At the age of 16, Jason Preston was faced with an obstacle well past the likes of the typical teenager in love with the game of basketball. Preston’s mother, Judith, lost her battle with lung cancer, leaving him without the closest figure he’s ever known.
Growing up in Orlando, basketball may have aided Preston through an insurmountable grieving process, but Ohio University’s perennial point guard says his faith guided him towards peace.
“Once I truly believed, in my faith, my Lord and Savior, Jesus Christ, and the aspect of everything happening for a reason,” he says in a ZOOM call, just a few days before the 2021 NBA Draft. “So just to know that, it’s all a part of God’s plan. She’s in a better place now, instead of having to struggle the way she was down here. She’s in a much better place and you know, just having that mindset really helps you push through not only that specific obstacle but anything you might be dealing with in life.”
Everything happening for a reason might as well be the motto for Preston’s journey. After averaging only two points per game in high school and losing the closest connection he’s ever had, Preston has persevered and molded himself into an NBA draft pick. Last night, he was selected No. 33 overall by the Los Angeles Clippers.
The lanky 6-foot-4 guard says the combination of two factors has coalesced into the success he’s garnered thus far: confidence and opportunity. After starting just one game in his high school career, Preston graduated from William R.Boone High School and began taking summer classes at the University of Central Florida with the intention of enrolling in the fall and majoring in journalism.
He continued to hoop, playing in concurrent tournaments in Orlando and Georgia. While he shined on the summer circuit, he also was given advice from Division I and II scouts: consider prep school.
He took their advice and moved to Athens, Tennessee to play for a college boarding prep program, Believe Prep Academy. With roommates on the C-team, Preston elected to play for their squad solely in an attempt to find a consistent rhythm coupled with consistent time on the floor. He found both and was quickly bumped up to the A-team during the 2017-18 season, where he averaged 12 points, nine assists, and seven rebounds per game.
“As the season was ending, I realized I didn’t have any film on myself and that’s something that coaches want,” Preston says. “So after one of our tournaments, I asked for the team iPad. I’m screen recording all these clips of myself. I sent it over to one of my friends, he put it all together, like a two-minute, three-minute mix, and Believe’s Twitter page posted it.”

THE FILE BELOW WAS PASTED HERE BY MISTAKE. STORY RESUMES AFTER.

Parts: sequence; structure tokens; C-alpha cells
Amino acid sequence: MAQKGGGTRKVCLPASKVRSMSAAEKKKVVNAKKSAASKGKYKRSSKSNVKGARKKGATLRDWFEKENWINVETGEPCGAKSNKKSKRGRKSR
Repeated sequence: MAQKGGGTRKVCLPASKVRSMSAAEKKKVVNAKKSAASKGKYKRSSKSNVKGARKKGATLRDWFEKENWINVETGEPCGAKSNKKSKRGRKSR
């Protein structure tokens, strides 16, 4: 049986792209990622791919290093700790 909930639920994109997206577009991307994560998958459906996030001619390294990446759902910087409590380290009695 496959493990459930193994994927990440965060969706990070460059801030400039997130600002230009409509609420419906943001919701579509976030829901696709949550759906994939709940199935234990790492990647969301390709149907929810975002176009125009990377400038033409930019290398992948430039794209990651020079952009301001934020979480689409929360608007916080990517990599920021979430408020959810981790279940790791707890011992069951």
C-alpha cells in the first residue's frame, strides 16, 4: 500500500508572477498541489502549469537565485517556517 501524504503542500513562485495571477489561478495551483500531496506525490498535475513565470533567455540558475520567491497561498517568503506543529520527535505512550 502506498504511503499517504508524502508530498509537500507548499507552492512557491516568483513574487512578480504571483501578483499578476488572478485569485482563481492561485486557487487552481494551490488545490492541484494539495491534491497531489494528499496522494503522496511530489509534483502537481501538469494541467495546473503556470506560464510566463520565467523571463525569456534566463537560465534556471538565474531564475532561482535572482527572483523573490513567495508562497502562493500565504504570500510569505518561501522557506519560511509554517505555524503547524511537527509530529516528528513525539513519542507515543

While the post has since been removed due to copyright issues, Preston’s high motor, sensational pocket-passes, and quintessential drive to find the open man caught the eyes of Ohio University.
There, Preston had to adjust to the fast-paced, physically dominant style of basketball at the collegiate level. As a freshman, he started 22 games and averaged 6 points per game while playing for head coach Saul Phillips. But by the end of the season, after finishing with a 14-17 record, the program decided to part ways with Phillips and hired alum Jeff Boales.
Preston says that only four players remained after his freshman year, two of which were hurt. Another opportunity had presented itself, and all Preston had to do was reach for it.
“It was basically an entirely new team and I knew that I was gonna have to take a bigger role and I was really excited for the opportunity,” he says. “I was eating five meals a day, I’m talking about meals meals. Lifting anytime I could, working out at least twice a day like, I was really really motivated that summer.”
Preston says he put on 20 pounds that summer by eating a ton of Chipotle. He also grew three inches, standing at 6-foot-4. Clearly, all that training (and steak and rice) paid off going into his sophomore year, where he averaged 16.8 points and 7.4 assists per game. He scored his first career triple-double, and only the second in program history, against Miami.
Carrying that momentum into his junior year, Preston had a breakout game against Illinois, where he dazzled in a nail-biting 77-75 loss. He finished with a season-high 31 points, grabbing six boards, and dishing out eight assists.
Heading into the game, Preston says his confidence was soaring. With an understanding of Illinois’ drop coverage and defensive schemes, he knew he’d have to assert himself as a score-first guard, something he’s rarely had to break out of his bag.
“I just took what they gave me,” Preston says. “I had like a floater a lot of times, I had my shot going early. Sometimes I’d take it all the way to the rim. The second half I tried to get a little bit more of my guys involved. Sadly we couldn’t pull it out, but it really helped our overall confidence as a team that we can play with anybody.”
Now, Preston is bringing that unwavering confidence into his next opportunity: the NBA. Having never visited the western half of the United States, Preston took a moment during his interview with SLAM to reflect on the beauty of the cities he got to visit thus far, from Denver and Phoenix to Los Angeles, during the pre-draft process.
After hearing his name get called last night, Preston will now call the City of Angels home. He sent out a tweet shortly after that said, “NEVER LET ANYONE TELL YOU WHAT YOU CAN/CANNOT DO.”
No matter the odds, Preston’s journey to the League is a testament to those words, as well as the faith and confidence he’s always had in himself. Everything truly happens for a reason.
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